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  September/October 2000 Features:
Why Vote?
Five ordinary people who depend on your vote
Who Owns Your Congressperson?
Love of High Places
Man of Two Minds
Big Timber's Big Lies!
Inside Sierra
Ways & Means
Lay of the Land
Good Going
Fod for Thought
Sierra Club Bulletin
Web Extra
Mixed Media
Updates: Only on the web!
Last Words

Sierra Magazine

Treaties Broken
In "Beyond the Sunset" (May/June), Page Stegner tells us that President Jefferson purchased "Louisiana" from the French for $15 million. However, if anyone had the right to sell this vast territory to the United States, it was not the French. That right belonged to the Native Americans, who had lived there in harmony with nature, if not with each other, for hundreds of generations, but to whom the European concept of ownership was incomprehensible. What France sold to the United States was the right to subdue the land and its inhabitants without interference from the French. It's a sad story of treaties made and broken, of land
and species destroyed.
Norm Ewers
Irvine, California

Shawnee Wilderness
While Stephen Lyons' May/June "Good Going" article on Illinois' Shawnee National Forest was enjoyable, I think the story of the Shawnee could be told in greater scope. Five physiographic regions meet here, making the area one of the most biologically diverse in the country. Thanks to Sierra Club activists, Congress established seven wilderness areas in the Shawnee in 1990.

Three more areas deserve protection. In the proposed Burke Branch Wilderness, for instance, visitors can discover six-foot-tall cinnamon ferns, the rare whorled pogonia, and the last known mesic barren in North America. In the proposed Camp Hutchins and Ripple Hollow wildernesses, they can walk along the ridgetops overlooking deep wooded ravines, then descend to walk along clear, cool streams.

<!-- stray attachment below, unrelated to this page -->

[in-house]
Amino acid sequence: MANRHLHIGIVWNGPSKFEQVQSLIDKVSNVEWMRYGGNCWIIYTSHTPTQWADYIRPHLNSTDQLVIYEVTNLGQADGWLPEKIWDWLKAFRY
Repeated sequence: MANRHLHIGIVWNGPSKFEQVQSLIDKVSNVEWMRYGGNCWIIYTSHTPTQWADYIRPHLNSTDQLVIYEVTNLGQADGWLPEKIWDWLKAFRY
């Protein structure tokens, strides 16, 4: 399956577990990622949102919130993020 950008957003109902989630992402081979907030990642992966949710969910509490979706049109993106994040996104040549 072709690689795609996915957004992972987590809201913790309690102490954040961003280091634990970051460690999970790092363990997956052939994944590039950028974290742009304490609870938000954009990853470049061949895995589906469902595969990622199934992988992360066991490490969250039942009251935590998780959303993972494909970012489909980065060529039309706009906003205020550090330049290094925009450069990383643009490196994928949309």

The Illinois Chapter of the Sierra Club is campaigning to save these three areas from the ravages of all-terrain vehicles and logging. If you would like to help, please ask your U.S. senators and representative to support wilderness protection for them. For more information contact the Illinois Chapter office at, or (312) 251-1680.
Barb McKasson, Conservation Chair
Shawnee Group, Sierra Club
Makanda, Illinois

Press Passes
I enjoyed Carl Pope's column on media election coverage ("Ways & Means," May/June). It was, as usual, thoughtful and insightful. However, I noticed one candidate was missing. I look forward to a piece on Ralph Nader and the Green Party.
Tom Schultz
Dearborn, Michigan

I am concerned that environmentalists will waste their votes on the Green Party because of uncompromising idealism. This would only guarantee the election of the least environmentally oriented presidential candidate. It is an imperfect world, and throwing away votes in a fit of pique will certainly help keep it that way.
Joyce Calese
Sarasota, Florida

Editor's note: See "Why Vote" for a story about the implications of this year's presidential election and the relative merits of candidates George W. Bush, Al Gore, and Ralph Nader.

Sierra welcomes letters from readers in response to recently published articles. Letters may be edited for length and clarity. Write to us at 85 Second St., 2nd Floor, San Francisco, CA 94105-3441; fax (415) 977-5794; e-mail

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